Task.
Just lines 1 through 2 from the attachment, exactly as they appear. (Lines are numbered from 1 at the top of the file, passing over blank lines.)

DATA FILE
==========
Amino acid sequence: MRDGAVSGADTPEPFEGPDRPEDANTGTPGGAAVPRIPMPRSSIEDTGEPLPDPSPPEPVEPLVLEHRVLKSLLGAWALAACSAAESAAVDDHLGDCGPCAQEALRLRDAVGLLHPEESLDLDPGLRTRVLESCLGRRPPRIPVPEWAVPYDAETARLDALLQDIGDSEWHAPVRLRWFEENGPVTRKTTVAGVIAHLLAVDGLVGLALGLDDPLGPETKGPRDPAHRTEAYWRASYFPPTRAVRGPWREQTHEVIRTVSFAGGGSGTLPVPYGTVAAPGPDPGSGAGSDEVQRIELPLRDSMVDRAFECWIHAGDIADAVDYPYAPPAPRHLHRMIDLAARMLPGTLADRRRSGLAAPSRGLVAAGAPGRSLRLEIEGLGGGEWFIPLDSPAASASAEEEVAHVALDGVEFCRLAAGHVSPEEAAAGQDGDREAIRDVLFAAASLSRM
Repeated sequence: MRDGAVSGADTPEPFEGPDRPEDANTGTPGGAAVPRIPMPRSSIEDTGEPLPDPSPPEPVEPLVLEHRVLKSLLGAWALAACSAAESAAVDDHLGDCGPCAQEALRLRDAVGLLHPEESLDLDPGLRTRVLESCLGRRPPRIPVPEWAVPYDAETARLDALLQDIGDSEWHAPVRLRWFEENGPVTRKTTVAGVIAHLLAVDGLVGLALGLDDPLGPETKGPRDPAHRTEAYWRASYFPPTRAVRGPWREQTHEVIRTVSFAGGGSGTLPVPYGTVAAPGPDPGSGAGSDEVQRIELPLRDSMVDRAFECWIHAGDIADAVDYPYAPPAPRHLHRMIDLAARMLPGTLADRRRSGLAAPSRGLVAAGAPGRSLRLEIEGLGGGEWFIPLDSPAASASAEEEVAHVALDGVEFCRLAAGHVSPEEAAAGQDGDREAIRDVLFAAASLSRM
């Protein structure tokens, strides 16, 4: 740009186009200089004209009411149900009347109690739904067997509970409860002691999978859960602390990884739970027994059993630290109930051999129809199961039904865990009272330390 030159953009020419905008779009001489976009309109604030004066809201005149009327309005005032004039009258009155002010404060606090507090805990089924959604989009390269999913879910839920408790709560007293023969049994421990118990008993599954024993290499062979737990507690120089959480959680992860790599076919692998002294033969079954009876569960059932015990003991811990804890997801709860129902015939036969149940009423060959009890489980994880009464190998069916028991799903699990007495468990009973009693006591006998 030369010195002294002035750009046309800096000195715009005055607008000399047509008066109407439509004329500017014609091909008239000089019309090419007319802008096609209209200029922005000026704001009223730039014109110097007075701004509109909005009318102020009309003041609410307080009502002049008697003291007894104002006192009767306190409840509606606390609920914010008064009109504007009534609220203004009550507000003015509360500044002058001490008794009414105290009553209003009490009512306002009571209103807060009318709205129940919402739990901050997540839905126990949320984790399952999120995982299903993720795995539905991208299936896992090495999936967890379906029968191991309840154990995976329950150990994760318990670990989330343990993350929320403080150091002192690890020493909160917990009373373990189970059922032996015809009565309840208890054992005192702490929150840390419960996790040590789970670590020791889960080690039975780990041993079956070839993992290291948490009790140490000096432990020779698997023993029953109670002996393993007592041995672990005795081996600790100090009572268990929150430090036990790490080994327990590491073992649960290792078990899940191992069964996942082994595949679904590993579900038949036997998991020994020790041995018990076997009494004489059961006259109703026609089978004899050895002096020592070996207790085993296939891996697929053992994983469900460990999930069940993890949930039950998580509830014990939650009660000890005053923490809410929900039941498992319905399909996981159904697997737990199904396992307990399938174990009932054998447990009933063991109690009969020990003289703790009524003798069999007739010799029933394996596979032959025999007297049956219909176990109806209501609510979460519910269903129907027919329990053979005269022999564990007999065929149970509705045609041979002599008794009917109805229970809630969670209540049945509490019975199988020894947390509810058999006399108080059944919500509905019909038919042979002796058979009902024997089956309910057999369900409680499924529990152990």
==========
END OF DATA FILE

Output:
Amino acid sequence: MRDGAVSGADTPEPFEGPDRPEDANTGTPGGAAVPRIPMPRSSIEDTGEPLPDPSPPEPVEPLVLEHRVLKSLLGAWALAACSAAESAAVDDHLGDCGPCAQEALRLRDAVGLLHPEESLDLDPGLRTRVLESCLGRRPPRIPVPEWAVPYDAETARLDALLQDIGDSEWHAPVRLRWFEENGPVTRKTTVAGVIAHLLAVDGLVGLALGLDDPLGPETKGPRDPAHRTEAYWRASYFPPTRAVRGPWREQTHEVIRTVSFAGGGSGTLPVPYGTVAAPGPDPGSGAGSDEVQRIELPLRDSMVDRAFECWIHAGDIADAVDYPYAPPAPRHLHRMIDLAARMLPGTLADRRRSGLAAPSRGLVAAGAPGRSLRLEIEGLGGGEWFIPLDSPAASASAEEEVAHVALDGVEFCRLAAGHVSPEEAAAGQDGDREAIRDVLFAAASLSRM
Repeated sequence: MRDGAVSGADTPEPFEGPDRPEDANTGTPGGAAVPRIPMPRSSIEDTGEPLPDPSPPEPVEPLVLEHRVLKSLLGAWALAACSAAESAAVDDHLGDCGPCAQEALRLRDAVGLLHPEESLDLDPGLRTRVLESCLGRRPPRIPVPEWAVPYDAETARLDALLQDIGDSEWHAPVRLRWFEENGPVTRKTTVAGVIAHLLAVDGLVGLALGLDDPLGPETKGPRDPAHRTEAYWRASYFPPTRAVRGPWREQTHEVIRTVSFAGGGSGTLPVPYGTVAAPGPDPGSGAGSDEVQRIELPLRDSMVDRAFECWIHAGDIADAVDYPYAPPAPRHLHRMIDLAARMLPGTLADRRRSGLAAPSRGLVAAGAPGRSLRLEIEGLGGGEWFIPLDSPAASASAEEEVAHVALDGVEFCRLAAGHVSPEEAAAGQDGDREAIRDVLFAAASLSRM